Traversing them is prohibitively expensive in some areas. Canada built the Trans-Canada Highway in 1962 to connect all the provinces. The highway runs for 4,860 miles, showing just how large and spread out Canada really is.

Not surprisingly, the road runs parallel to the U.S. border. This geographic expanse affects relations among the Canadian people to such an extent that in many ways the provinces operate independently of the federal government.

Indeed, Canada is a confederacy owing to the practicality of such geographic diversity. To put a finer point on this, Canada signed the North American Free Trade Agreement in 1992, but only signed a free trade agreement among its provinces in 2017. These divisions within Canada’s geographic expanse make for unique politics in each province. This is a reality that is driving the Alberta issue.

Whatever Its Industries, Alberta Suffers from Its Location

Alberta has maintained a dynamic economy over the past few years punctuated by the typical rise and fall of commodity prices. Those times of decline were painful and the most recent recovery is still ongoing. The province is skilled in several types of mineral extraction beyond oil. But whatever the industry, Alberta suffers from the same setback — the province is just in the wrong place.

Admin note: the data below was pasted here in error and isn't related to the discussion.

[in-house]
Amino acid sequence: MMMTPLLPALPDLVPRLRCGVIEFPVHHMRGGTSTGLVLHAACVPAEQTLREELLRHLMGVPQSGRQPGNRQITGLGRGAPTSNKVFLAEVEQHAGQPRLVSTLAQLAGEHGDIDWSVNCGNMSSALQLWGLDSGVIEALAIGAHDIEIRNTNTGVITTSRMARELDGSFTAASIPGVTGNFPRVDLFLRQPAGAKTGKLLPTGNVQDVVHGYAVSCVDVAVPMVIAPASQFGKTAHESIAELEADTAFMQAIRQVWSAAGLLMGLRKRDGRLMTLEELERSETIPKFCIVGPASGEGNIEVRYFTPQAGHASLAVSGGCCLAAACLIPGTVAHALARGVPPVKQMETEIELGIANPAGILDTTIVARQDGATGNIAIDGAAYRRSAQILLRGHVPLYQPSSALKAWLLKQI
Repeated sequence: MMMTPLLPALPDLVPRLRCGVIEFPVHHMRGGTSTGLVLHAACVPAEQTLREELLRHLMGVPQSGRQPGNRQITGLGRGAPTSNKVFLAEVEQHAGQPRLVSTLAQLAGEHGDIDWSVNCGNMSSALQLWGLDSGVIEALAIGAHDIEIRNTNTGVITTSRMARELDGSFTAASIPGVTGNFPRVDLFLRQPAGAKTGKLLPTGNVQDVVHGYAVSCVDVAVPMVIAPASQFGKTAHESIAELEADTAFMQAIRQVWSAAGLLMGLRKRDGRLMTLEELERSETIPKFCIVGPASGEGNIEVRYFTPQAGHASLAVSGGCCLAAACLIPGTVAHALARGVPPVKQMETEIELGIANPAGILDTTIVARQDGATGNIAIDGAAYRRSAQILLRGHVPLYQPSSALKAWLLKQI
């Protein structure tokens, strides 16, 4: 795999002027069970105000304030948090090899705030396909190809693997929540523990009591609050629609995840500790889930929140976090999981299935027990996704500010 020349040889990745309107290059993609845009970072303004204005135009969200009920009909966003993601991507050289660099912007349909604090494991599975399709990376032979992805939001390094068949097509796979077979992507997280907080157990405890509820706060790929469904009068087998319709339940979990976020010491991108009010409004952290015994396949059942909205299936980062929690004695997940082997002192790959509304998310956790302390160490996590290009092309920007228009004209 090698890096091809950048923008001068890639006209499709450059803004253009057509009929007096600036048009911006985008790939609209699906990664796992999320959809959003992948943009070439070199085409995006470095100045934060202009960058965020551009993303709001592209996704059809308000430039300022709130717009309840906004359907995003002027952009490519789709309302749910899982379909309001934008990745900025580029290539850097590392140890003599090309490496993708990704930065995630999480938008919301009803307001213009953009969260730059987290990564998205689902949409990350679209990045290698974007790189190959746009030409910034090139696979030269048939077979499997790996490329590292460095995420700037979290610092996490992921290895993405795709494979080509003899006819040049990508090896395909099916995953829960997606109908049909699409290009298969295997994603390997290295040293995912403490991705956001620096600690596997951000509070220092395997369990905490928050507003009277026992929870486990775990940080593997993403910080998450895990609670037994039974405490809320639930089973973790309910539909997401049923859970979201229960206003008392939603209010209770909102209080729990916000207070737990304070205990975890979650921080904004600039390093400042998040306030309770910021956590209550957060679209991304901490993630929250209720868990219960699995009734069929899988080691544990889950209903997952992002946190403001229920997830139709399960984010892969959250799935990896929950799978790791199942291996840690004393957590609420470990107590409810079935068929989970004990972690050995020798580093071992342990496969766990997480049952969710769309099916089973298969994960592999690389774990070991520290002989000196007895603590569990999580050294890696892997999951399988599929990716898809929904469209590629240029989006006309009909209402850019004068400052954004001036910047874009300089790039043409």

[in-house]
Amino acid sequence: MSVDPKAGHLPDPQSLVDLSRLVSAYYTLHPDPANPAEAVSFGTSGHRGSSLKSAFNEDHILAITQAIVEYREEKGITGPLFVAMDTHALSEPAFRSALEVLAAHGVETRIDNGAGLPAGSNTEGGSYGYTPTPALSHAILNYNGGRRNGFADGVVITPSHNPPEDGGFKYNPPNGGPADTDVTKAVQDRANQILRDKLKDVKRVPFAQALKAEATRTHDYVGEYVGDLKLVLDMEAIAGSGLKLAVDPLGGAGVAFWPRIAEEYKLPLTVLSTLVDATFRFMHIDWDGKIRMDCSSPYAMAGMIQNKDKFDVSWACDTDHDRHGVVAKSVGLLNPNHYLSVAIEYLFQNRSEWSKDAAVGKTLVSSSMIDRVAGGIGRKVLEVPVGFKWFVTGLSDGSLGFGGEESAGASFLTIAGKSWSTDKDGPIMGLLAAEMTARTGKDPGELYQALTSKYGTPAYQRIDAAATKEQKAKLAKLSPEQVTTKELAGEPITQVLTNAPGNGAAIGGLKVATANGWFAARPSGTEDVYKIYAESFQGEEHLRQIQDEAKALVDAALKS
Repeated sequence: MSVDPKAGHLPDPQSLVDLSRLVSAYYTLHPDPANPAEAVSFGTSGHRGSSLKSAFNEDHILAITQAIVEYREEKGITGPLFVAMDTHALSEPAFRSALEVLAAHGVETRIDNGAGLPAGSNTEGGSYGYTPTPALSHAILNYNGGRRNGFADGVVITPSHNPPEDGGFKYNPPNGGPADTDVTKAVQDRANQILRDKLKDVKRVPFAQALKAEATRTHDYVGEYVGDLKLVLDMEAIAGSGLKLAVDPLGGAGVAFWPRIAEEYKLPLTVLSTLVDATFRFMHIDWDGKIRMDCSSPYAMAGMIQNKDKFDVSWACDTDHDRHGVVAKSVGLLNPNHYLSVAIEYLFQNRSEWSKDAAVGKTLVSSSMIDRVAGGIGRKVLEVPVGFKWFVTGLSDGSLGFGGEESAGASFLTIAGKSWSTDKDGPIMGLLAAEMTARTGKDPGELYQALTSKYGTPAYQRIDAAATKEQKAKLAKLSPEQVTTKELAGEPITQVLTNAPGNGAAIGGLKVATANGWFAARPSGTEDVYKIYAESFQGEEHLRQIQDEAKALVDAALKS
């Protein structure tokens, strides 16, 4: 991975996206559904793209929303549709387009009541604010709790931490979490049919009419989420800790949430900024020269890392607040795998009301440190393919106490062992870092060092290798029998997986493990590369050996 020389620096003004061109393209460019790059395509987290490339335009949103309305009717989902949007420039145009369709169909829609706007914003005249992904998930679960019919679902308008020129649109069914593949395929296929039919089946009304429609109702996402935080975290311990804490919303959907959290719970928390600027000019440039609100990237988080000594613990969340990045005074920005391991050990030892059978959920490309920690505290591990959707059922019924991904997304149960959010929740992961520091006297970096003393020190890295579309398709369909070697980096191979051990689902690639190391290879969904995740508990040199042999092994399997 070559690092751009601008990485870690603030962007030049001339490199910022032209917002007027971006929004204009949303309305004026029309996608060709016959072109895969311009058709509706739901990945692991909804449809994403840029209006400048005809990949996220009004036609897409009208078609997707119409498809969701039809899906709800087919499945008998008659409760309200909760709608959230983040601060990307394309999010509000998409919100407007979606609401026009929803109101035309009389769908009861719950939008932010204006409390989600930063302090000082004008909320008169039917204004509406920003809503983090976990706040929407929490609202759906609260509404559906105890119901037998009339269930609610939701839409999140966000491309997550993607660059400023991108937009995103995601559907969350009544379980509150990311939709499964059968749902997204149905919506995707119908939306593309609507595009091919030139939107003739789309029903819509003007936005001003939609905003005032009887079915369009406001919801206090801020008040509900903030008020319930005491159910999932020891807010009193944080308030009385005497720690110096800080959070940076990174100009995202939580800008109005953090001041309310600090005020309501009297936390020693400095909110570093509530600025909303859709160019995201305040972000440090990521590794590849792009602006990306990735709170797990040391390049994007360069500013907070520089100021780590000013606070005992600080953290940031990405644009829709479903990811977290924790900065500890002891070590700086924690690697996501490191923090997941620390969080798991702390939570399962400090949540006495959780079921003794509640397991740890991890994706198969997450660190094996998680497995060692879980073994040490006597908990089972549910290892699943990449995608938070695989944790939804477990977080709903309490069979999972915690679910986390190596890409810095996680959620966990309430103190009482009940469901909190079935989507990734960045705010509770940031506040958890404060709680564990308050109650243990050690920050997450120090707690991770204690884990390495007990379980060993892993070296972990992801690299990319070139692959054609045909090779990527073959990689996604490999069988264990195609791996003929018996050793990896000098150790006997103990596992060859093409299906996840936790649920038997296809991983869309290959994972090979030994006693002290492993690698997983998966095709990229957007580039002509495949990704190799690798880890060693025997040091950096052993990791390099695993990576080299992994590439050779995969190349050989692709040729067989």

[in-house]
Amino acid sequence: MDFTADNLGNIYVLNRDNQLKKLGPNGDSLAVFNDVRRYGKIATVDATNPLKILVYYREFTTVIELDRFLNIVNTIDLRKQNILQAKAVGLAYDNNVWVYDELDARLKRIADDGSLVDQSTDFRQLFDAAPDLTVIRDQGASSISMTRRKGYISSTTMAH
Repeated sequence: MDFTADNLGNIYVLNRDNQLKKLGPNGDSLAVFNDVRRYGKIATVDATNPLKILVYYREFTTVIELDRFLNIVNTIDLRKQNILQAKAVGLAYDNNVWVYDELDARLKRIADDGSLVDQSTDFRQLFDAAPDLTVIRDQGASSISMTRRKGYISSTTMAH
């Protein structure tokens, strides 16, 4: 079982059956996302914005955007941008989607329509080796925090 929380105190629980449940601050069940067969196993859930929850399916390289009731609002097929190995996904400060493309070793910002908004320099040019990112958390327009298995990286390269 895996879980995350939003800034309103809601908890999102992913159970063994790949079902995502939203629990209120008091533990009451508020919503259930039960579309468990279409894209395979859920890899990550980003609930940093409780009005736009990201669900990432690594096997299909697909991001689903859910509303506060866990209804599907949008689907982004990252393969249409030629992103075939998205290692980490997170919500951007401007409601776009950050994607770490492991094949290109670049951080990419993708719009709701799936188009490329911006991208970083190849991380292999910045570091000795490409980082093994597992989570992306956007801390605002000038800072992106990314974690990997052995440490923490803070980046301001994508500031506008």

Alberta and Saskatchewan are the only two landlocked provinces in Canada, making the export of their products a daunting task. Furthermore, land-based transportation routes are expensive compared to their waterborne counterparts, meaning Albertans have to expend significant capital to move their products beyond their borders. A key issue in much of the current dispute revolves around moving oil via a pipeline to Alberta’s international market.